The grass is greener this woodball year

Mukoya follows the path of her shot enroute to bagging gold for Uganda at the African event. PHOTO | GEORGE KATONGOLE

What you need to know:

  • Year Ender. Uganda left Kenya with 14 gold medals in the bag including the overall trophy as the Africa Woodball Championship ended in Nairobi, Kenya over the weekend. Rookie Florence Mukoya continued her good form this season with a saucy 158 strokes as Uganda women defeated hot pursuing Kenya in the second edition of the Africa event held at Jomo Kenyatta University of Agriculture and Technology. 

2020 is the year that broke everything. It was a dark time, on the cusp of a highly anticipated exciting woodball calendar, with the Kyambogo Open the only competition before our troubles.

Yet even as the sport was forced to look on as the Woodball World Cup was forfeited while mourning the passing of founder Weng Ming-hui in February, 2021 that was hoped to be a healing year, hurt.

The Uganda Woodball Federation (UWbF) Paul Mark Kayongo, announced in 2019 that since Covid-19 vaccines were on the way, there was a reason to believe that woodball would be moving into a restorative phase in 2021. He was hopeful that action we had desperately missed would resume.

To a large extent, that scenario did play out. As the vaccines rolled out, so too did the confidence in the relative safety of returning to normal activities that had been sharply curtailed due to the risk of infection. Happy days were here at last! 

Playing safe

Test events were on the way and it all started with the Corporate Circuit at Makerere University Business School (Mubs) Nakawa in April. But as the event organisers found out, the situation was still maddeningly complicated. The vaccines remain limited and even the few people that turned up did not observe the Standard Operating Procedures (SOPs).

To further assess the potential of UWbF to hold events, a ‘Play safe’ Open tournament was held at Kyambogo Cricket Oval in May.

Collins Ssemmanda, the UWbF General Secretary was irked with defiant players.

“It is our responsibility as sports administrators to ensure that our events do not lead to the spread of Covid-19. Some teams failed on the protocols, especially social distancing and wearing of masks but from now on we are going to write memos where defiant teams lose points or even be fined,” Ssemmanda said.

As the virus gained a toehold, events were suspended during the second lockdown throwing the sport into a panic. 

The league and juniors events were to be skipped for the second year running.

One of the biggest concerns was the impact on players in schools and universities, who are actually the majority, whose learning had been disrupted while others had been thrown into social isolation.

As woodball took a jagged path back to the greens after the second lockdown, the sport was thrust into yet another new paradigm —virtual events.

The Uganda Open, which is the most prestigious national event, returned with a bang at Uganda Christian University (UCU), Mukono.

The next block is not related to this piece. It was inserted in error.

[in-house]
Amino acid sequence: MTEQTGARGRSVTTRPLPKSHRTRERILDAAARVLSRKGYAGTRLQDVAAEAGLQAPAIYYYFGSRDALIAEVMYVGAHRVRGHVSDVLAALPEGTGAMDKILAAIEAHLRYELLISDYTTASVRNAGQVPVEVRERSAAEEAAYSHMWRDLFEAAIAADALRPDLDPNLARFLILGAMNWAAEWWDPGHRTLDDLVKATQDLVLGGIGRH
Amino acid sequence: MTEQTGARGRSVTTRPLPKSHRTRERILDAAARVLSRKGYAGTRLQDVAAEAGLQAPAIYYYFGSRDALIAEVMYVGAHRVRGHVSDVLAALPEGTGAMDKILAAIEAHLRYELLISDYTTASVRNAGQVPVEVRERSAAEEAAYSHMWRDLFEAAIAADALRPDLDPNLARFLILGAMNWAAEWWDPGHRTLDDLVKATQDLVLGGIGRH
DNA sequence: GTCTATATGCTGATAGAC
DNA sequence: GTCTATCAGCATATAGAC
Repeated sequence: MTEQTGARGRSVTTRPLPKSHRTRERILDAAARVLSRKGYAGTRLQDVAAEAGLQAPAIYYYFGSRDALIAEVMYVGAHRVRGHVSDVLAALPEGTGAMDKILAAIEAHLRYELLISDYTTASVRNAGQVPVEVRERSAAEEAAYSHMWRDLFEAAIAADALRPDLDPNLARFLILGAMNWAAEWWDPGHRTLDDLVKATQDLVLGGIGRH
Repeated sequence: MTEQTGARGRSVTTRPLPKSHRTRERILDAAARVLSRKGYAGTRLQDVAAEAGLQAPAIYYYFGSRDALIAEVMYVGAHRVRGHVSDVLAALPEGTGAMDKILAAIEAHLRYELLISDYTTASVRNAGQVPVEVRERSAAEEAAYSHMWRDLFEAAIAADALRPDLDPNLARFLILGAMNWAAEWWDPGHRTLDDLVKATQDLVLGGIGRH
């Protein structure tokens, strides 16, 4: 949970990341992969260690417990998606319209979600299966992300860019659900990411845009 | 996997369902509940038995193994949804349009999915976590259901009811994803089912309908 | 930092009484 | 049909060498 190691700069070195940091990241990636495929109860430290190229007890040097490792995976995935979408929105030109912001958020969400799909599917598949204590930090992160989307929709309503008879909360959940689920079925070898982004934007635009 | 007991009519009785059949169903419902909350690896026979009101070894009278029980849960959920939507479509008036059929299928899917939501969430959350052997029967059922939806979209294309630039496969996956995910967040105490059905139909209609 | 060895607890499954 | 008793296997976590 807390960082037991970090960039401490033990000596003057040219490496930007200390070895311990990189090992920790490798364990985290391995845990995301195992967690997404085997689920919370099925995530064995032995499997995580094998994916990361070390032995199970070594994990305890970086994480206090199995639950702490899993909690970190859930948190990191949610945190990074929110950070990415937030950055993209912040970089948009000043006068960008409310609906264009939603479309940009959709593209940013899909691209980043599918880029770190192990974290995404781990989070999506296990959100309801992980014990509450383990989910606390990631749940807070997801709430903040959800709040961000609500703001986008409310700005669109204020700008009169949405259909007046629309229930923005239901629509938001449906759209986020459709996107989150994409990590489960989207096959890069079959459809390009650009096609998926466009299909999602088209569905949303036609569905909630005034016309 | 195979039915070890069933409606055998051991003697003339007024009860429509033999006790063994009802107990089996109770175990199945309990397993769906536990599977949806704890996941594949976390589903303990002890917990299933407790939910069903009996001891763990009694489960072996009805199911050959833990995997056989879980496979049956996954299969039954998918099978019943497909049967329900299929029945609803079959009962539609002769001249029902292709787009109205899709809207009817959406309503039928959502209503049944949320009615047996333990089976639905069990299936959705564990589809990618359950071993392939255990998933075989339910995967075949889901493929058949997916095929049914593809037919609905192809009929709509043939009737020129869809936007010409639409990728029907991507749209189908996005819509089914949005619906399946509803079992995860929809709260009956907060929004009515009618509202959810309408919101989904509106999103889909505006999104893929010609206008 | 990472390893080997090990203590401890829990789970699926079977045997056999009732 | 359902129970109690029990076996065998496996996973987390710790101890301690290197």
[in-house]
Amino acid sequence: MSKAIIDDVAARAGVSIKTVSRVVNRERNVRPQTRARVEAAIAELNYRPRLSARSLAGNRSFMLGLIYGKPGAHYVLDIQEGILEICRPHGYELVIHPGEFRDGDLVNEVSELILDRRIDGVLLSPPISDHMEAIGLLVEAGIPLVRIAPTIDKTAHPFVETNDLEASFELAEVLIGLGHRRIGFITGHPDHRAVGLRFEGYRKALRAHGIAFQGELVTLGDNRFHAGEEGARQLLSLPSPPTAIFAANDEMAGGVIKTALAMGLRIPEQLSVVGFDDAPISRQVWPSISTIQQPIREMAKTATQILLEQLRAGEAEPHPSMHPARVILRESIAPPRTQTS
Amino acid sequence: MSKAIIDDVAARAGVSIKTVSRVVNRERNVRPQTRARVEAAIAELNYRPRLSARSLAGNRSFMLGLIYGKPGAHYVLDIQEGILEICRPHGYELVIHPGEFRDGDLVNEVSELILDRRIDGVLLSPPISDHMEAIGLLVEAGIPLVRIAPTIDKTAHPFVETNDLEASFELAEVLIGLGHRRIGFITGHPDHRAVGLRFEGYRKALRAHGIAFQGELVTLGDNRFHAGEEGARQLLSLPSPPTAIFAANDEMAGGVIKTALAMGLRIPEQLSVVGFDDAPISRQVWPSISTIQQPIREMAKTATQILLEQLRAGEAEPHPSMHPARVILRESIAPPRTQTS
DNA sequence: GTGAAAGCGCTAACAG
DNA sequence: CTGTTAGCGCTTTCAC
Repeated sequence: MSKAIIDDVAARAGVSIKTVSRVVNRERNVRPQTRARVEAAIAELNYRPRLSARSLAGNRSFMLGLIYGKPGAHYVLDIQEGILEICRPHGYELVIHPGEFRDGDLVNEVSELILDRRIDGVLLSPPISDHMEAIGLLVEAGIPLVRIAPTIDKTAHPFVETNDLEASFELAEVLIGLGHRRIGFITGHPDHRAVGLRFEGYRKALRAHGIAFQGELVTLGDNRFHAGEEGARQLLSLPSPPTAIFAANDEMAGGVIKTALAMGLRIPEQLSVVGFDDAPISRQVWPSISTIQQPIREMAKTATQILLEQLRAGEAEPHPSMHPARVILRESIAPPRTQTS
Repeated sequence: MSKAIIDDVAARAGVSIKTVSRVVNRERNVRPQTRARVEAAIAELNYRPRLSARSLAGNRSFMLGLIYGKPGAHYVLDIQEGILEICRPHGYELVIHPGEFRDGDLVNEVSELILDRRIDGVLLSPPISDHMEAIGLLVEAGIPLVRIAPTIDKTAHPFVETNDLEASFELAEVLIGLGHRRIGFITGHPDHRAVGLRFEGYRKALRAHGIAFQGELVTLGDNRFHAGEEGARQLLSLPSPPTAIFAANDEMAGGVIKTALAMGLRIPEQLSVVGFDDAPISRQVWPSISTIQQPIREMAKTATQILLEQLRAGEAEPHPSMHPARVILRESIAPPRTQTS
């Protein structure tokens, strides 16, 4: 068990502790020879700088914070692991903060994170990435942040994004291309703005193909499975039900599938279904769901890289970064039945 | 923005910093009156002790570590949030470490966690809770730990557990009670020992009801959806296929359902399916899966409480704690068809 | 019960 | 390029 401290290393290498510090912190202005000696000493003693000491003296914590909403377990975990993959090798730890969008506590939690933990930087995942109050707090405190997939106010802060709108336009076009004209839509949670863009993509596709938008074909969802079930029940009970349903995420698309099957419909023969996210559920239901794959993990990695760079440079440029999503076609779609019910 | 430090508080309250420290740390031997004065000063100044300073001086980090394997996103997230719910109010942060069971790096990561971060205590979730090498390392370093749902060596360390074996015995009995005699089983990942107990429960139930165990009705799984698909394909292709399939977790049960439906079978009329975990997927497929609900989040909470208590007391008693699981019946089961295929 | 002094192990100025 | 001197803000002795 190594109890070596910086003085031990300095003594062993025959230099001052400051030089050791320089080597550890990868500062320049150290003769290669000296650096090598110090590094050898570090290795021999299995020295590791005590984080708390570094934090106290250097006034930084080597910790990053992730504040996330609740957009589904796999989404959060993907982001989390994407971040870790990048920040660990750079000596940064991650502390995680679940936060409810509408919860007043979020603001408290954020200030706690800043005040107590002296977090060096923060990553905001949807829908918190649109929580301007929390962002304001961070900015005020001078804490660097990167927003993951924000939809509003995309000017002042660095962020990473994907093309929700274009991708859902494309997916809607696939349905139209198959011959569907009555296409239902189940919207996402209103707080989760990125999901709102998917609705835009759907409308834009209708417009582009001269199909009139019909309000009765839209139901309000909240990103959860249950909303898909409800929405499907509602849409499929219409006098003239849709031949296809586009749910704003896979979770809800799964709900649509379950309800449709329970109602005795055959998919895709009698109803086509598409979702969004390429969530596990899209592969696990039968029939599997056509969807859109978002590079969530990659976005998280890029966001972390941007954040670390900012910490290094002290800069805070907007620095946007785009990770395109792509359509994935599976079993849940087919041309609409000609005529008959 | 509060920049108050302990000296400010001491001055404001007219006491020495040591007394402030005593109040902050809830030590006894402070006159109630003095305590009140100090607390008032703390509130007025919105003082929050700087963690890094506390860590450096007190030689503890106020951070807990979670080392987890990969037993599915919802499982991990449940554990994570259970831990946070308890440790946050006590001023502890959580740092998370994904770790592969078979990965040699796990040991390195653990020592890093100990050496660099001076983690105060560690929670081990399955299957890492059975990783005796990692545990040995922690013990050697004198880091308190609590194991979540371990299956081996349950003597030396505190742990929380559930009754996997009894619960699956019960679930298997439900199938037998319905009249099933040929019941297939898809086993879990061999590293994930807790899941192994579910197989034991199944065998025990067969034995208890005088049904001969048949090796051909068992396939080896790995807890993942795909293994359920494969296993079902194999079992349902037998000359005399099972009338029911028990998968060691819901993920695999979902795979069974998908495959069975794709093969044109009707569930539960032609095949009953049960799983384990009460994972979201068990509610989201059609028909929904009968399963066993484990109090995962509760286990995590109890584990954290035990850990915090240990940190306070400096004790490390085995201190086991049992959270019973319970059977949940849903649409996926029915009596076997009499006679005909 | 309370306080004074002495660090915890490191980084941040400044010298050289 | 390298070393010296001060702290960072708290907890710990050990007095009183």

The two-day tournament was a banger with non-stop action springing up surprises here and there. The most outstanding was rookie Edison Tumwine, who took silver in the fairway singles on his senior debut after eliminating national team players enroute to the final.

Locally, it was Eminents that bossed the events while MUBS stealthily sneaked to the high table.

They have not only signed top players ahead of next year’s calendar, they also won the major international event, the Kenya Open in Nairobi. A new heroine was born in Mukoya as she steps in to fill the gap left by Denise Nanjeru.

Players have been under intense pressure to compensate for the difficulties of virtual woodball activities. Many players have spoken up about difficulties in survival. 

Giant leap

But a great leap of faith was undertaken as Uganda finally assembled the national team to participate in the African Woodball Championship in Nairobi, Kenya and the International Online Championship.

Uganda took the swag to Kenya becoming overall champions in Nairobi.

Uganda bagged 14 gold medals including the overall trophy with the women team securing gold.

The Ugandan women were at the forefront of the title quest scooping all four gold medals on offer in the singles and team events of the fairway competition.

The women were not done yet. 

The pair of Florence Mukoya and Joyce Nalubega spurred Uganda to gold in the inaugural online International Championship during the last Sunday of November beating Korea 3-2 in a second decider.

Uganda was competing against Chinese Taipei, Korea, Peru, Thailand and Singapore in the tournament that was hosted via the Voov Meeting platform.

Nalubega said the victory was rewarding. 

“It was an opportunity to play in an international event at last after a long time,” Nalubega said.

The national team will next year compete in the World Cup in Perlis, Malaysia and Uganda is preparing for the best.

As this year concludes, the jury is still out regarding how deep and long lasting the sport has been changed.

For now, perhaps the one true thing is that it will take a lot more than schools opening their doors in order to hold all national events.

But Kayongo remains stubbornly determined to look ahead with hope.

“I hope that those who haven’t yet been vaccinated will finally realise that the vaccines are the safest and surest way to put the pandemic behind us. We need to move forward and give our players hope,” Kayongo said.

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